295

I have a ksh script that returns a long list of values, newline separated, and I want to see only the unique/distinct values. It is possible to do this?

For example, say my output is file suffixes in a directory:

tar
gz
java
gz
java
tar
class
class

I want to see a list like:

tar
gz
java
class

8 Answers 8

522

You might want to look at the uniq and sort applications.

./yourscript.ksh | sort | uniq

(FYI, yes, the sort is necessary in this command line, uniq only strips duplicate lines that are immediately after each other)

EDIT:

Contrary to what has been posted by Aaron Digulla in relation to uniq's commandline options:

Given the following input:

class
jar
jar
jar
bin
bin
java

uniq will output all lines exactly once:

class
jar
bin
java

uniq -d will output all lines that appear more than once, and it will print them once:

jar
bin

uniq -u will output all lines that appear exactly once, and it will print them once:

class
java
5
  • 2
    Just an FYI for latecomers: @AaronDigulla's answer has since been corrected.
    – mklement0
    Jan 18, 2014 at 7:16
  • 3
    very good point this ` sort is necessary in this command line, uniq only strips duplicate lines that are immediately after each other` which I have just learnt!!
    – HattrickNZ
    Apr 15, 2015 at 20:15
  • 4
    GNU sort features a -u version for giving the unique values too. Dec 9, 2015 at 5:05
  • 1
    I figured out that uniq seams to process only adjacent lines (at least by default) meaning one may sort input before feeding uniq.
    – Stphane
    Feb 19, 2016 at 0:28
  • I did some testing on 400MB of data - sort | uniq was 95 seconds - sort -u was 77 - awk '!a[$0]++' from @ajak6 was 9 seconds. So awk wins but also the hardest to remember.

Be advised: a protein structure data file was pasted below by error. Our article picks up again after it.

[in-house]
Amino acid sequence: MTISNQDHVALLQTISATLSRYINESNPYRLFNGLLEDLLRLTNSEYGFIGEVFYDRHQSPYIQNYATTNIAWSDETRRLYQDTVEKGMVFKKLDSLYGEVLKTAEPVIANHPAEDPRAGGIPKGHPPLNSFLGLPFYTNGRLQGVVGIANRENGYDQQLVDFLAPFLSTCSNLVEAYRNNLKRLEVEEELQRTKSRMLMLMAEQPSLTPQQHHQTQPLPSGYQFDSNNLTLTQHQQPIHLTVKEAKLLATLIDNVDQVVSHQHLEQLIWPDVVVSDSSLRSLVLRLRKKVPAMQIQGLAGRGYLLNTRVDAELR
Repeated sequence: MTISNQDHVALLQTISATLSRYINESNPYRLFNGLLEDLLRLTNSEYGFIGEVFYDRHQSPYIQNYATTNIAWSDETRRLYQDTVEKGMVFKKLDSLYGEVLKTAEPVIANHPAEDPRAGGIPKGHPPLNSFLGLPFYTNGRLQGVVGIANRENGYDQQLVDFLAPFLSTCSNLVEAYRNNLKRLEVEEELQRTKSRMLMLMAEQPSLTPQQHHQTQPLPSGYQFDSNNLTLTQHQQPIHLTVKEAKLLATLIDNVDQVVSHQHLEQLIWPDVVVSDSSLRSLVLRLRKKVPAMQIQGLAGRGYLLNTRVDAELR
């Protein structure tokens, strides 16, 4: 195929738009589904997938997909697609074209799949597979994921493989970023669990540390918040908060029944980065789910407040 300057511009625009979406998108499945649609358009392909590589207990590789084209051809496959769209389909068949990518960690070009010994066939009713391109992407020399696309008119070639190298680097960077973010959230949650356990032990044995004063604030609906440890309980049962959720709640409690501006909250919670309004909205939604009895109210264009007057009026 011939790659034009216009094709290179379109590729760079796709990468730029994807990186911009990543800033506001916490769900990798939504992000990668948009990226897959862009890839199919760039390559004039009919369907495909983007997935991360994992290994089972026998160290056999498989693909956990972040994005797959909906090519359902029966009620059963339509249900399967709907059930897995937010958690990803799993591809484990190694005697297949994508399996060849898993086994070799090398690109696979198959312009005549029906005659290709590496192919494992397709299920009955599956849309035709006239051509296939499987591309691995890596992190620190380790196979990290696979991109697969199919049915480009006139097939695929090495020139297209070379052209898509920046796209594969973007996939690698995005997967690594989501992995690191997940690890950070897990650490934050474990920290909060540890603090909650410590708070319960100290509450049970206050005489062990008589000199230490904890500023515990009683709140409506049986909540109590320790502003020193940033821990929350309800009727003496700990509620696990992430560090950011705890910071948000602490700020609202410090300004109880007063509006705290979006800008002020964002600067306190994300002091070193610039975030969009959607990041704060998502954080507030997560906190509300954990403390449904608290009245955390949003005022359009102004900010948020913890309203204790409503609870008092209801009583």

– MikeKulls
    Aug 27, 2021 at 0:26
104
./script.sh | sort -u

This is the same as monoxide's answer, but a bit more concise.

4
  • 10
    You're being modest: your solution will also perform better (probably only noticeable with large data sets).
    – mklement0
    Jan 18, 2014 at 7:20
  • I think that should be more efficient than ... | sort | uniq because it is performed in one shot Aug 6, 2018 at 14:43
  • 2
    @AdrianAntunez maybe it's also because the sort -u doesn't need to update the sorted list each time it finds an already encountered earlier value. while the sort | has to sort all items before it passes it to uniq
    – whyer
    Nov 10, 2020 at 15:02
  • 1
    @mklement0 @AdrianAntunez At the first time I thought sort -u could be faster because any optimal comparison sort algorithm has O(n*log(n)) complexity, but it is possible to find all unique values with O(n) complexity using Hash Set data structure. Nonetheless, both sort -u and sort | uniq have almost the same performance and they both are slow. I have conducted some tests on my system, more info at gist.github.com/sda97ghb/690c227eb9a6b7fb9047913bfe0e431d
    – Divano
    Dec 1, 2021 at 12:11
14

With zsh you can do this:

% cat infile 
tar
more than one word
gz
java
gz
java
tar
class
class
zsh-5.0.0[t]% print -l "${(fu)$(<infile)}"
tar
more than one word
gz
java
class

Or you can use AWK:

% awk '!_[$0]++' infile    
tar
more than one word
gz
java
class
5
  • 2
    Clever solutions that do not involve sorting the input. Caveats: The very-clever-but-cryptic awk solution (see stackoverflow.com/a/21200722/45375 for an explanation) will work with large files as long as the number of unique lines is small enough (as unique lines are kept in memory). The zsh solution reads the entire file into memory first, which may not be an option with large files. Also, as written, only lines with no embedded spaces are handled correctly; to fix this, use IFS=$'\n' read -d '' -r -A u <file; print -l ${(u)u} instead.
    – mklement0
    Jan 18, 2014 at 8:18
  • Correct. Or: (IFS=$'\n' u=($(<infile)); print -l "${(u)u[@]}") Jan 18, 2014 at 16:42
  • 1
    Thanks, that's simpler (assuming you don't need to set variables needed outside the subshell). I'm curious as to when you need the [@] suffix to reference all elements of an array - seems that - at least as of version 5 - it works without it; or did you just add it for clarity?